Changing lives with freshwater access in South Africa

Courtesy of Drop in Sea

When Norman Mthethwa arrives back to his village in South Africa, he’s got a tight schedule and a lot of work to do. After spending the better part of a year developing his organization, Drop in Sea, through Watson Institute’s incubator program at Chautauqua, Mthethwa is champing at the bit to get down to business.

A community of nearly 10,000 people, Mthethwa’s village, Boschfontein, (and all of South Africa, as he points out) is in the midst of a water crisis. It’s estimated 5 million people don’t have access to clean drinking water, while 14 million don’t have access to safe sanitation. Additionally, the country has experienced years of climate change-induced drought causing severe water shortages in major cities like Cape Town. In many rural areas, like Boschfontein, access to fresh drinking water is severely limited, not only because of geography or climate — but also by broken wells and boreholes in disrepair. They know where the water is, they just can’t access it.

“Water is the source of a lot of challenges,” Mthethwa says. “Yes, education is important, but if you’re not healthy, you can’t learn. If you get sick from the water you drink, health, education, innovation, all of those things are affected.”

Norman Mthethwa Courtesy of Drop in Sea

Mthethwa experienced this water crisis first-hand growing up in Boschfontein.“In my house we only used to get water on the weekends,” Mthethwa describes. “If you didn’t save up water in those two days you were screwed for the whole week. And if you didn’t, that meant you had to go to school, come back, take a jerry can, go find a stream and then carry it back.”

And even then, he says, a lot of the time the water that he would collect was unsanitary and required a lot of boiling.

“I don’t want the next person coming after me to feel that, to experience that,” Mthethwa says. “I want to change it.”

When he was in high school he became involved with Imagine Scholars, an after-school youth development initiative that aims to empower young leaders. They helped Mthethwa get scholarships and attend college at the University of Pretoria, which, he says, was a dream come true.

It was at university that Mthethwa started Drop in Sea as a side project, starting to think about how he could address water scarcity in his village and make an impact on his community.

But it wasn’t until he graduated with his degree in business that Drop in Sea became the forefront of his focus.

He entered Drop in Sea into a pitch competition and earned his first $1,000 in funding. From there he applied to Watson Institute’s incubator program, which aims to help next-generation innovators and social entrepreneurs amplify their impact through social ventures and projects.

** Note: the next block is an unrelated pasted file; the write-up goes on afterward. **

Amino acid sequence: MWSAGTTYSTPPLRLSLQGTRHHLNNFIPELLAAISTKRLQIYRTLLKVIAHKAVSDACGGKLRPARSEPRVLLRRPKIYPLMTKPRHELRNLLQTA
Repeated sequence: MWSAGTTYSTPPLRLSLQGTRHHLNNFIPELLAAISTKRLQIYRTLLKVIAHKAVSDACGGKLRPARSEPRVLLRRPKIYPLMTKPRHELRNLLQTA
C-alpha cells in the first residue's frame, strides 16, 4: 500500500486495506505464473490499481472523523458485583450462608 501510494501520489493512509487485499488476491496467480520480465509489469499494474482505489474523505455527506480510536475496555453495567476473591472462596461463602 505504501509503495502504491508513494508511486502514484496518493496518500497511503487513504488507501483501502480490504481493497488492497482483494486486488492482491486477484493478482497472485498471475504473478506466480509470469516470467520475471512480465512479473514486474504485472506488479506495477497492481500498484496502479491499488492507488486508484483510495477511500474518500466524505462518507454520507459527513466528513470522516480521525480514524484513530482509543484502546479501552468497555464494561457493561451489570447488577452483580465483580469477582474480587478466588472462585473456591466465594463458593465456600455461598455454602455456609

It was a long shot, Mthethwa says. For a kid from South Africa, the chances of getting into Watson and the logistics of organizing such a trip if he did, seemed like insurmountable challenges.

“But, I made it happen,” Mthethwa says, surprising even himself. He arrived in Boulder in January 2018, with his budding pet pilot project and an inexhaustible drive to push it forward.

“I gathered a team of other people who have a personal connection to the mission, and also differing experiences and expertise,” Mthethwa explains. He registered Drop in Sea as an NGO in June and started fundraising right away. If they were going to serve everyone in Boschfontein, Mthethwa calculated they were going to need at least $3,000 to do it.

“Some of the money has been coming in on individual donations, like people who really believe in our idea,” Mthethwa says.

But the most significant contribution to their cause came from the Red Empress Foundation, which awarded Drop in Sea $2,967.68 to improve water access in Boschfontein in November.

Courtesy of Drop in Sea

It was exactly the boost the organization needed.

“When I got the grant I was over the moon,” says Mthethwa. “$3,000 or $4,000 is probably not a lot here in the States, but it will mean a lot to a lot of people in South Africa. There are lives that are going to be changed.”

The holidays marked the end of Mthethwa’s time in Boulder, and the beginning of the real work. Now back in South Africa, he’s working to hire a drilling firm to start working on the wells. At the same time, he’s recruiting people from Boschfontein to act as the project liaisons with the community and who will learn how to repair and maintain the wells. The entire project life-cycle should only take about three weeks, he hopes.

The end goal is autonomy, Mthethwa says. He wants to make sure that the community can support themselves, that they can learn how the pumps work, and then teach that to other people and continue to enjoy fresh, clean water. And he isn’t stopping with Boschfontein. When Mthethwa is finished with Drop in Sea’s work there, he’ll move onto the next community, and the next one after that. 

“Water is a world crisis, it’s not just South Africa or my community or anywhere else,” he says. It’s something we can all relate to and something everyone on Earth should care about. “Water is life.”